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“Last call for alcohol” is a common refrain in bars near closing time, but on April 30, 1918, the barkeepers across Michigan really meant it. Due to a statewide referendum, Michigan turned off the tap on May 1, 1918, — a full two years before Prohibition went into effect nationwide in January 1920.
By 1887, counties across Michigan were given the power to implement prohibition locally, and it was typical for county voters to vacillate between dry and wet.
A new book, “Spirits of the Past,” issued by Eaton County Historical Commission, details that experience in one county covering everything from the history of local bars and taverns, the local Temperance Movement and how local residents still found creative ways to drink.
In 1892, voters affirmed Eaton as a dry county, but in 1889 it switched to wet, Then in 1902 it went dry again … until 1904 when it went wet again.
Finally, according to the book, prohibition was approved by voters in 1909, closing 26 Eaton County saloons and a Charlotte brewery.
Eaton County’s schizophrenic relationship with alcohol wasn’t atypical, but according to the book “another challenge for Eaton County enforcement was the inconvenient fact that neighboring areas didn’t ban the sale of alcohol until much later.” For example, it wasn’t until 1910 that Ingham County would go dry, so it was an easy run to Lansing to imbibe.
About the impact of prohibition laws the book concludes: “Alcohol remained readily available in Eaton County and other parts of Michigan throughout even national prohibition.”
Using historic advertising, photographs and postcards, the book tells the history of the Eaton County temperance movement through the eyes of Eaton County residents such as Isaac N. Reynolds, founder of The Eaton Rapids Temperance Reform Club in 1877, and Eaton Rapids Mayor Barzilla Custer, who publicly posted the names of prominent “over indulgers.”
Reynolds helped attract more than 1,000 men as members to the “Red Ribbon” club, one of 203 local chapters in Michigan with membership of more than 58,000. In Eaton Rapids, the Reform Club was the force behind the construction of a meeting hall seating 1,000. The building still stands today near State and Main Streets in Eaton Rapids and is used for community events.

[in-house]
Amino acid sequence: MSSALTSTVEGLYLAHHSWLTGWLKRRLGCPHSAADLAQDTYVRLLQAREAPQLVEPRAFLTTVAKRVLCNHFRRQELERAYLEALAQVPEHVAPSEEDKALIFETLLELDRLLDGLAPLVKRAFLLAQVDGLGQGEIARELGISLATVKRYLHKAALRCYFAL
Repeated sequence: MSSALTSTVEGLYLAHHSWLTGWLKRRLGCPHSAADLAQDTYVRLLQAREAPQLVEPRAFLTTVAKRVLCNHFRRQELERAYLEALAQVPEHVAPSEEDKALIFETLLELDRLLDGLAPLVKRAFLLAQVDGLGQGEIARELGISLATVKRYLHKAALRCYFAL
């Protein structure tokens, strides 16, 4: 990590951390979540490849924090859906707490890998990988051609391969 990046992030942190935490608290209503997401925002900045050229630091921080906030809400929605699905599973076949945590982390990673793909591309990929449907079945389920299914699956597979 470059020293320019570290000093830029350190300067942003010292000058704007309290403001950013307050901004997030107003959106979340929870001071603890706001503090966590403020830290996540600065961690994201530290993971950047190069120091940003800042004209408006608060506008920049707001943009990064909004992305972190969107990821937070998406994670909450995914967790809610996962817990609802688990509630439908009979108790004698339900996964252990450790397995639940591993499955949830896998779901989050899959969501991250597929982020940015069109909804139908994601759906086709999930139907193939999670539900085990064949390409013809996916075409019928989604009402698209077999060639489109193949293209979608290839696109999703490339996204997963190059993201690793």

The building has the distinctive band of red bricks near the roof, symbolic of a red ribbon.
The book explains the history of the use of the red ribbon as a symbol of abstinence for the temperance movement and its unique ties to Michigan. It seems a congressman from Monroe first wore the ribbon into the House of Representatives. The book cites an Adrian doctor and temperance leader as he explains the symbolism of a red ribbon: “a few years ago a lot of good, big-hearted, whole souled fellows, who had been in the habit of drinking got together and resolved that they would rather wear a red ribbon than a red nose.”
“Spirits of the Past” also details some of the clever ways drinkers circumvented Prohibition by using patent medicines sold in drugstores, like Dr. Hess Colic Remedy and Hinkley’s Liniment which were 60 percent alcohol. The book also examines what it calls “an ingenious way to get around the law” by using a wine brick infused with concentrated grape juice. To circumvent the law, the instructions described how to dissolve the brick in a gallon of water while cautioning against leaving it in a cupboard for 21 days or it would turn into wine.
One of the more unique ways of getting a drink was the “beer bucket train,” which in the days before Prohibition ran between the dry county of Barry and the wet Eaton County.
The book relates how a special train would run from Hastings in Barry County with stops at Coats Grove and Woodland before going on to Woodbury in Eaton County. The men would jump off the train at stops to fill their buckets before getting back on the train.
By 1933, the nation became tired of all this rigmarole and Congress enacted the 21st Amendment to the Constitution, repealing the 18th Amendment which established Prohibition. Michigan became the first state to vote for repeal and in December 1933 the “noble experiment” ended with a toast.
The book also details the history of the bars and taverns in Eaton County and covers the relatively recent craft brewing and spirits manufacturing movement.
Deborah Malewski, a contributor to the book and an Eaton County Historical Society commissioner, said the idea was to attract younger readers who are interested in the craft beer and spirit phenomena.
Malewski said the book is used as a fundraiser for the commission, which provides grants to local groups who undertake history projects. The book costs $15 and is available at the Eaton County Courthouse Museum at 100 W. Lawrence Avenue in Charlotte.
The book also will be for sale at a presentation on the history of Prohibition in Eaton County 6 p.m., Tuesday, Feb. 13 at the Delta Township Library.